With average sales and completions in the UK high street estate agents taking 6 months or more and 30+% of sales falling through, National Residential is a one stop shop for landlords to benefit from FAST, SECURED sales to beat any feared capital gains price rises.

 

Beat Deadlines And Avoid Sales Fails With FAST, SECURED SALES

Key Milestones:

  1. Begin marketing/sales/promotion after seller signs contract.
  2. Seller accepts an offer.
  3. Exchange contracts.
  4. Complete sale.

 

Traditional High Street Type Sales (Private Treaty Sale) – UK Average Timeline (15 – 29 weeks)

 

National Residential Sales Options  –  Average Timescales (7 Days – 12 weeks)

* Timescales will vary depending on buyer/seller circumstances, service providers (e.g. surveyor + solicitors), buyer response times, survey/search results, negotiations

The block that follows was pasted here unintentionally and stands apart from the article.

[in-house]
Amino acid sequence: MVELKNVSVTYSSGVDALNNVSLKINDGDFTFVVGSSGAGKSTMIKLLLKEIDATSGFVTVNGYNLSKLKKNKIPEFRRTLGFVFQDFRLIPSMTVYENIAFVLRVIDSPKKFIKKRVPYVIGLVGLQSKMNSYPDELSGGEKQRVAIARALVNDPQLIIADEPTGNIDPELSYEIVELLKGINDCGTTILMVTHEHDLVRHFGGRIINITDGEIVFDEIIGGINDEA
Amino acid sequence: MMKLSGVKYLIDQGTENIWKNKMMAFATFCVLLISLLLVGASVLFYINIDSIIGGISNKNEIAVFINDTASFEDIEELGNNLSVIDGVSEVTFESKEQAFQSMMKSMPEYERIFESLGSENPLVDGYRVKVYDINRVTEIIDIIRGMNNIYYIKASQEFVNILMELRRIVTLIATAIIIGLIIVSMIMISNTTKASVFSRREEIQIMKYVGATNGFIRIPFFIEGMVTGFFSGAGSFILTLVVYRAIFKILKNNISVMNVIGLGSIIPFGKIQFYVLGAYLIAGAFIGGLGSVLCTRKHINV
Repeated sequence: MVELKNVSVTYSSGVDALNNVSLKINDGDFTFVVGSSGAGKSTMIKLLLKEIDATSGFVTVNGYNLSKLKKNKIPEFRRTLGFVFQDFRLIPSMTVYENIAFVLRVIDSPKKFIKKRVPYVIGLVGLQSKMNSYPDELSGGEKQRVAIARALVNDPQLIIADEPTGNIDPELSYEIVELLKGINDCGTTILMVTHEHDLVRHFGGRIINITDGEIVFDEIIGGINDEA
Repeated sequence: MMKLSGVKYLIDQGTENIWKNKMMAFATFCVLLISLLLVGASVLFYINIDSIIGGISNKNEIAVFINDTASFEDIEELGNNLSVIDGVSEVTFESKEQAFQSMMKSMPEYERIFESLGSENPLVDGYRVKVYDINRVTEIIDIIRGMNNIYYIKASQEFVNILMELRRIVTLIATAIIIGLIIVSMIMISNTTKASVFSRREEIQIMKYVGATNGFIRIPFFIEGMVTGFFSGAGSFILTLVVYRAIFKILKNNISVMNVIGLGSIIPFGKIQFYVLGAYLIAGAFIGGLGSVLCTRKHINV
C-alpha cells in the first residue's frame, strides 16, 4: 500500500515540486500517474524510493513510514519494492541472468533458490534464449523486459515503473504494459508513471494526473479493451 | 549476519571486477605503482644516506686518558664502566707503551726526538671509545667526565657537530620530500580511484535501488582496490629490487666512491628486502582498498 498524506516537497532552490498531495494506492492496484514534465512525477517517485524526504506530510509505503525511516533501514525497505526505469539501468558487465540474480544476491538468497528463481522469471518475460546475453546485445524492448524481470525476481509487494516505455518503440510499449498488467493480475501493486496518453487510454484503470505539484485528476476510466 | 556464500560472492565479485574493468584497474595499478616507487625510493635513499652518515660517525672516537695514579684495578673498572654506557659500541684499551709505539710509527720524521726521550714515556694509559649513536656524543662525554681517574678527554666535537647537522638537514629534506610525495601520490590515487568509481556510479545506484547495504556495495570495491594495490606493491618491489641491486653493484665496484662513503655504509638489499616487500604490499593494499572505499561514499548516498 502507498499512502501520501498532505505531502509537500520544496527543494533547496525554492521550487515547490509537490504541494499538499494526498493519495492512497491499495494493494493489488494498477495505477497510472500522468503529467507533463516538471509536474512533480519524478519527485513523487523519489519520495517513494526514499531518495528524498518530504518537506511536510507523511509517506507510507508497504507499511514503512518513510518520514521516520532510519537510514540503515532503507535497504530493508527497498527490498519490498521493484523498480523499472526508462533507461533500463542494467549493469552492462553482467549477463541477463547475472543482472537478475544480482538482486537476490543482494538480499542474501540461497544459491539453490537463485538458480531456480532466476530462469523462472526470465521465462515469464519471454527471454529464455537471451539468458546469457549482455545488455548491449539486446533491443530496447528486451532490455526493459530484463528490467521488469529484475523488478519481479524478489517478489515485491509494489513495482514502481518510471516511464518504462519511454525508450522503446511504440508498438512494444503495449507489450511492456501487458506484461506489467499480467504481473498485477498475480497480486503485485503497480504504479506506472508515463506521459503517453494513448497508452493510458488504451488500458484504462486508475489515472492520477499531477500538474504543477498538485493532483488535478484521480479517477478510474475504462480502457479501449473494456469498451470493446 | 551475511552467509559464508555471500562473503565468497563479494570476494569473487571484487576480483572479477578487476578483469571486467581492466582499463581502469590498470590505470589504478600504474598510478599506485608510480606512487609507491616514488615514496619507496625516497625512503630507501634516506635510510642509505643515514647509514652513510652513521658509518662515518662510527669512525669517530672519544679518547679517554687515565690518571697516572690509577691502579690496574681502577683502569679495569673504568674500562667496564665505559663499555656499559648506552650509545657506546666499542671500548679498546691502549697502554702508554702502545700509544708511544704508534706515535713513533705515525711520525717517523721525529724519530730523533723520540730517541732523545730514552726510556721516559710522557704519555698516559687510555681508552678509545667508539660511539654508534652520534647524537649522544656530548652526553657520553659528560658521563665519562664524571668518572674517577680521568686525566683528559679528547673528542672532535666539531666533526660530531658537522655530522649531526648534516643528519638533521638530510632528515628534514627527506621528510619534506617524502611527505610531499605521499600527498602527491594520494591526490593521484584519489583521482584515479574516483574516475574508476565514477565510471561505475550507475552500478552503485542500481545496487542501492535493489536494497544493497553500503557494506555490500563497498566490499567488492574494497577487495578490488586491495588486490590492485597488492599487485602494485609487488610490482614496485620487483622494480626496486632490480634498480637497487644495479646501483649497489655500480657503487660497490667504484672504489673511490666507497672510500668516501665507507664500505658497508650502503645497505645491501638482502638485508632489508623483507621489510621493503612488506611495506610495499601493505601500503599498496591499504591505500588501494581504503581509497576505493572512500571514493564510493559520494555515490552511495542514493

** As above but National Residential buyers risk losing their deposit (paid within 24 hours of an offer being accepted) if they or their service providers do not meet their 56 days time frame due to inactivity or preventable delays as specified in out ‘Accelerated Purchase Scheme’ contract.

 

If you are a landlord, property investor or selling a 2nd or inherited home, call us today to find out how we can help you sell fast and solve problems.

Phone us on 0800 612 8659 to discuss ways that we can help you save money on capital gains tax and sell buy-to-let properties or send us your details using our contact form 24/7 and we will phone you back ASAP in office hours (or at a time to suit you).

 


 

Parts of the information above (inc the example scenario) is taken from a report on Capital Gains Tax written by Which?  To see the article in full, please see   Which?